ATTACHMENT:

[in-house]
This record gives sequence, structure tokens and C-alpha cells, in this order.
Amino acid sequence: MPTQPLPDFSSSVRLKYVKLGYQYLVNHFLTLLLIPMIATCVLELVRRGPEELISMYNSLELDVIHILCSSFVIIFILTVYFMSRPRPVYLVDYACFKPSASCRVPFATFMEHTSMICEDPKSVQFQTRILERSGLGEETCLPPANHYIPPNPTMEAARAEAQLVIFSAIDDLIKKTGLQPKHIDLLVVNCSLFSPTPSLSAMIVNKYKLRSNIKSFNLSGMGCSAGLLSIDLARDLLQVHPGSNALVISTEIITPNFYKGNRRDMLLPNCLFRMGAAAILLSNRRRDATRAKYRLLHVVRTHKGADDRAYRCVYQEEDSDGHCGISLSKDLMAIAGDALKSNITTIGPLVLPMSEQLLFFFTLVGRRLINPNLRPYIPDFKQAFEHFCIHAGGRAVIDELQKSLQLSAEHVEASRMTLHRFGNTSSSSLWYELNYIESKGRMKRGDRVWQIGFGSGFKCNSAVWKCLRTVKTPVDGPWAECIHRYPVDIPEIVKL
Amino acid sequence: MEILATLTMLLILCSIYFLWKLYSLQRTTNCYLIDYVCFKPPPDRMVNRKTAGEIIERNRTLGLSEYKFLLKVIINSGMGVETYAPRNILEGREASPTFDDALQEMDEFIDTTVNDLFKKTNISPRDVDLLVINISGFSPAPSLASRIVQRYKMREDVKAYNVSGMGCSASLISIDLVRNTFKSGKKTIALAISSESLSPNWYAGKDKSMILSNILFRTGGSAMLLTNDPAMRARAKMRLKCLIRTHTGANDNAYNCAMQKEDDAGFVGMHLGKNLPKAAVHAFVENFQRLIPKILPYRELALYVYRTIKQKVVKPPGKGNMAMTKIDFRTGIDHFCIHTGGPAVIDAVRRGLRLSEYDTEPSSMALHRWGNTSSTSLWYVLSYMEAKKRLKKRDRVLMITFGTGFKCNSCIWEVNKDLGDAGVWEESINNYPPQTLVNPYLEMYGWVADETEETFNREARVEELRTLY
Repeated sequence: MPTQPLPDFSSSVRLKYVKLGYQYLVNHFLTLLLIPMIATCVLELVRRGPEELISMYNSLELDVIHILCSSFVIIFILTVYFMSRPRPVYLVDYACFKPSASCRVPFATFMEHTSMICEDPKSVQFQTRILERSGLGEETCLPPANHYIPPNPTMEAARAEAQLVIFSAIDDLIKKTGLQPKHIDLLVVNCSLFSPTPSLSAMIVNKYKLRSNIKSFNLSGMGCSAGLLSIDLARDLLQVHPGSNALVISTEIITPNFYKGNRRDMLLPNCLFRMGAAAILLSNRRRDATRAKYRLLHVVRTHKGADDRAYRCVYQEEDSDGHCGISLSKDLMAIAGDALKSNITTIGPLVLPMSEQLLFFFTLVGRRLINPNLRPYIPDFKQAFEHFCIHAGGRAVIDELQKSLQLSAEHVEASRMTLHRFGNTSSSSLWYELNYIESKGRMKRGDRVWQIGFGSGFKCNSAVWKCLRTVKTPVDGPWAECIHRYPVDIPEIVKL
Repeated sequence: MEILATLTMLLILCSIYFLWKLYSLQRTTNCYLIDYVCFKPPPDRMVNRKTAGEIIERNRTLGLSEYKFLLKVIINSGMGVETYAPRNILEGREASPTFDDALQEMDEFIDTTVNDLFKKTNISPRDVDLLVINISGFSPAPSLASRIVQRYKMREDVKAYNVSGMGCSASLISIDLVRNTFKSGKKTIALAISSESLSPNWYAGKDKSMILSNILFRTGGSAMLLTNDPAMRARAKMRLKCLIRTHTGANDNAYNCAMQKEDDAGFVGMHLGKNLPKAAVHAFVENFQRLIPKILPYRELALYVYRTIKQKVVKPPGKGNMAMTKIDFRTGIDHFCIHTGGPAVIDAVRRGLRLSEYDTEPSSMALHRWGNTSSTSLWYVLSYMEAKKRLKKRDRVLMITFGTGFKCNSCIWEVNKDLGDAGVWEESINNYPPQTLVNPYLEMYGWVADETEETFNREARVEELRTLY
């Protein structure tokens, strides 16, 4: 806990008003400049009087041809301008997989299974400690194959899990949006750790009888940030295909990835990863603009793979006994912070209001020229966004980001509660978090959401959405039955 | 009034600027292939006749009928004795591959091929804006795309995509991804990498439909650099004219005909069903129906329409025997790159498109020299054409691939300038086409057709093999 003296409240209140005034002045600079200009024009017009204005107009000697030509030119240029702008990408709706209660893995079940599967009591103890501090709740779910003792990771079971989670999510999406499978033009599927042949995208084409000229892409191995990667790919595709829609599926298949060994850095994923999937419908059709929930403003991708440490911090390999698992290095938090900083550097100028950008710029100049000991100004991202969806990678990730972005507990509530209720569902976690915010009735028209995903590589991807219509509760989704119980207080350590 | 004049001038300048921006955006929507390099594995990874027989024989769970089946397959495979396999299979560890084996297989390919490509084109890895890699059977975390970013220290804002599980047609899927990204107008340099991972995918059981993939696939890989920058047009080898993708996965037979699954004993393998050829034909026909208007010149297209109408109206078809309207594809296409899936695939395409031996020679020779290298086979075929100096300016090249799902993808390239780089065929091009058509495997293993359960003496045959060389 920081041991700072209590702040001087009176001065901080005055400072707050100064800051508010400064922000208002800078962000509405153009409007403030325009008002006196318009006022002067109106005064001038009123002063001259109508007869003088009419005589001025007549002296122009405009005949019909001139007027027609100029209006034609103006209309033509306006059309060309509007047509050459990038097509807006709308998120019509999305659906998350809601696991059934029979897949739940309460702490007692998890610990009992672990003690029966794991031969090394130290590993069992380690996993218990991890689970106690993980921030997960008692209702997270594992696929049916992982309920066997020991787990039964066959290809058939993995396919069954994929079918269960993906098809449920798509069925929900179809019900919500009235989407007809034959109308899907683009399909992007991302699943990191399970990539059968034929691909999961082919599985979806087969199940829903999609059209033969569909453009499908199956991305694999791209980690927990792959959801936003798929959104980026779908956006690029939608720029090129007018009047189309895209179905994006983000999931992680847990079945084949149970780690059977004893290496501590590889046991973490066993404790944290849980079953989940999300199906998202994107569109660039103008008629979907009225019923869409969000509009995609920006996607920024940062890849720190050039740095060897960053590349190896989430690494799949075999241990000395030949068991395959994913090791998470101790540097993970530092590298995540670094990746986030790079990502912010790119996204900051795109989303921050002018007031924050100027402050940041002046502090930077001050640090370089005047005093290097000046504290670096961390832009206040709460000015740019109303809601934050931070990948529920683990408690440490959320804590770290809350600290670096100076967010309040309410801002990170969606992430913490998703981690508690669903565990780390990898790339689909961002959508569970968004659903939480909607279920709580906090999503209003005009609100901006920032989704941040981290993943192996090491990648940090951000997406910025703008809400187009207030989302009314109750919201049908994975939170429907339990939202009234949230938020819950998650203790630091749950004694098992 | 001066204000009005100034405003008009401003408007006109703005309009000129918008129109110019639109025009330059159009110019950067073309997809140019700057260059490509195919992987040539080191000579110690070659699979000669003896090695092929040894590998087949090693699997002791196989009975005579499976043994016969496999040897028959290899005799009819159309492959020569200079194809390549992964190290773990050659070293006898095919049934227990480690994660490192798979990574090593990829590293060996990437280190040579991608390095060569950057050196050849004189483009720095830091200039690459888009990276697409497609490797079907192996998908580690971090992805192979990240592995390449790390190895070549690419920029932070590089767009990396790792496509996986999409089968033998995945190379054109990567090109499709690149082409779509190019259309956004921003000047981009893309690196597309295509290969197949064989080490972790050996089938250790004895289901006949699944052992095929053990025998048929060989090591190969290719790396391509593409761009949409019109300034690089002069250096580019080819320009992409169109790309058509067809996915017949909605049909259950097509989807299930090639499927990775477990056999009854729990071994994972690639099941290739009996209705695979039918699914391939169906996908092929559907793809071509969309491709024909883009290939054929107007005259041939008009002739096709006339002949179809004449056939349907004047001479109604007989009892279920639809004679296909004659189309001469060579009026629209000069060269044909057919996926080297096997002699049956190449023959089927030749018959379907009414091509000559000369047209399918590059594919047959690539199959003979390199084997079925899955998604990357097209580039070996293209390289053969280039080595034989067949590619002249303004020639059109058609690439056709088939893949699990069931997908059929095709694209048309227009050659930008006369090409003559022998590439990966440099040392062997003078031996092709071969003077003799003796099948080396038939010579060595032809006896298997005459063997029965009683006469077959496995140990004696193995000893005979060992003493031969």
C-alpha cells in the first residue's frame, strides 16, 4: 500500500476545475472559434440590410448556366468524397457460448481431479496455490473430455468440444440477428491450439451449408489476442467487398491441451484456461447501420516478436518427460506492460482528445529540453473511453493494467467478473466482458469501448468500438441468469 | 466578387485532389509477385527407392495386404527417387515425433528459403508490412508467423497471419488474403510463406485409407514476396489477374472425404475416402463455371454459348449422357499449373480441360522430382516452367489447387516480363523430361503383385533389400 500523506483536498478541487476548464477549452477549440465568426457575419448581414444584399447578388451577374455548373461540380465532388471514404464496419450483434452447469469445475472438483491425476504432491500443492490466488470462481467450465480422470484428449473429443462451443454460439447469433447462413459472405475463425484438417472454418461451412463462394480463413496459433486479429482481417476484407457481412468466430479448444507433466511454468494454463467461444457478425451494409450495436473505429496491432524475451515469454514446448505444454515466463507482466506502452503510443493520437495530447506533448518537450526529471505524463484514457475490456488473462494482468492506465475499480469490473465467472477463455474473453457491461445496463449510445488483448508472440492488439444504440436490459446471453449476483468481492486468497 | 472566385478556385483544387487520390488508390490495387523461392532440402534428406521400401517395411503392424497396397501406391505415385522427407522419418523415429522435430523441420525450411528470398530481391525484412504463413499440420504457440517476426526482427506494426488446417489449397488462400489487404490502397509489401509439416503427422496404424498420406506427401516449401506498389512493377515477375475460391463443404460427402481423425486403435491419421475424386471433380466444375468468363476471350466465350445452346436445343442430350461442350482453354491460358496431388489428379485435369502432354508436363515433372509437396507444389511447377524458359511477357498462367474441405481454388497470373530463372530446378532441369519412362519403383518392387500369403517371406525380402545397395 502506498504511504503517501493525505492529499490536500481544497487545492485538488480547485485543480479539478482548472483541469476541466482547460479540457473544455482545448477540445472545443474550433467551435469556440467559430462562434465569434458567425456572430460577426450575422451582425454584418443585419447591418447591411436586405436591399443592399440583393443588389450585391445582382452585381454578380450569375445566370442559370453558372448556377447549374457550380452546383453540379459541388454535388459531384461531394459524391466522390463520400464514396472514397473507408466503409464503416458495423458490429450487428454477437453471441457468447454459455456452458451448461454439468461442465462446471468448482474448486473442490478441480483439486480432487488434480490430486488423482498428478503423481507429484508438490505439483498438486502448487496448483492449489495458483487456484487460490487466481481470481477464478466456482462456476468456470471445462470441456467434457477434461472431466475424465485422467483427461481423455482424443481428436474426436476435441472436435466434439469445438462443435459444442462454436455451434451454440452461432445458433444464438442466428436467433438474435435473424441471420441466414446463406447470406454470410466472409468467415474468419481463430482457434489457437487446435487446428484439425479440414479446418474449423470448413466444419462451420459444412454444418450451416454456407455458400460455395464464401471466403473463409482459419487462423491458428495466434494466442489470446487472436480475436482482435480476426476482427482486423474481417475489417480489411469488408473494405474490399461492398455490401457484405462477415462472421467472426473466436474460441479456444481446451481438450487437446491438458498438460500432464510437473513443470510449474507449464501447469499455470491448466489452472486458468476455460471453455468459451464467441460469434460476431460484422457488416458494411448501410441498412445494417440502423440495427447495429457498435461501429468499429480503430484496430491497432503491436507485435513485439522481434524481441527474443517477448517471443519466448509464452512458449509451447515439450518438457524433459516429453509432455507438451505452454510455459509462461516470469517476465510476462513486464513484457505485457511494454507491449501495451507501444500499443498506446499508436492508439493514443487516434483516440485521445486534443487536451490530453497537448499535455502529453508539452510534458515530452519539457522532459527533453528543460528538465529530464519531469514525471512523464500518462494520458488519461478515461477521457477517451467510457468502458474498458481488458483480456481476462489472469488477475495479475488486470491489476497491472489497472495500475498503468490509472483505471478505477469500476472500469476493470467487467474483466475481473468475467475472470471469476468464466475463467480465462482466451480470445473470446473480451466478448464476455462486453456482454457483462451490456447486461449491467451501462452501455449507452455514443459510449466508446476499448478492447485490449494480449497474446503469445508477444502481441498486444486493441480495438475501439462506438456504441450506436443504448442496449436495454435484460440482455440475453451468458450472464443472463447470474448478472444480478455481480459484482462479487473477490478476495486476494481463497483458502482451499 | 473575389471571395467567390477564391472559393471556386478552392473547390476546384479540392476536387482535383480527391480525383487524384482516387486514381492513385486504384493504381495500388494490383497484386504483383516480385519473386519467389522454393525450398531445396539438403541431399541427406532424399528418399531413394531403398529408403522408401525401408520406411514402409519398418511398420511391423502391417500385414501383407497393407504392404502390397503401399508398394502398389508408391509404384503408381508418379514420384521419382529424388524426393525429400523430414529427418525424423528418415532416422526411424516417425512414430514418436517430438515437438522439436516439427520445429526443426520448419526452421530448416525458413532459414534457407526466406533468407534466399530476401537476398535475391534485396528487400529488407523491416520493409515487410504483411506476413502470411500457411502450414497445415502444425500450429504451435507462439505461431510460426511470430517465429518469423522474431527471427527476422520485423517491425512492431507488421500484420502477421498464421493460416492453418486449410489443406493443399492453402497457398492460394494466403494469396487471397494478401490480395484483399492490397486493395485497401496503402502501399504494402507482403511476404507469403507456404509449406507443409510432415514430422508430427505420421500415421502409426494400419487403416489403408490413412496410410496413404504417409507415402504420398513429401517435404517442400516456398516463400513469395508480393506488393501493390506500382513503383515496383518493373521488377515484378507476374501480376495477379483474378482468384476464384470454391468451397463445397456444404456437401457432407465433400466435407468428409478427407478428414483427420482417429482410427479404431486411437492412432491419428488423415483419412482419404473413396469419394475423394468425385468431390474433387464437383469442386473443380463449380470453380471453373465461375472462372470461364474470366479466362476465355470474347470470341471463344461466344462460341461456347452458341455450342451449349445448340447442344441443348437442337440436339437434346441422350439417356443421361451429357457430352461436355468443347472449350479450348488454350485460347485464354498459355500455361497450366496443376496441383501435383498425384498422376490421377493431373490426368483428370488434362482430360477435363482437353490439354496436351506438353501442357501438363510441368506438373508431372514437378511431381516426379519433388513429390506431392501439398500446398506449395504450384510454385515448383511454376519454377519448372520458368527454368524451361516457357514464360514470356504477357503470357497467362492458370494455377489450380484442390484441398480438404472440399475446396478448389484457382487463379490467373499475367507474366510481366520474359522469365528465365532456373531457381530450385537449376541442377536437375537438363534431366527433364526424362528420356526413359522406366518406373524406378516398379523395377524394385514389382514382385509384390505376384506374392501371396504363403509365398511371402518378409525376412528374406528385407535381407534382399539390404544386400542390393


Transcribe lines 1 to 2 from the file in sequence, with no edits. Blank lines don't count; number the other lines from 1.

[in-house]
This record gives sequence, structure tokens and C-alpha cells, in this order.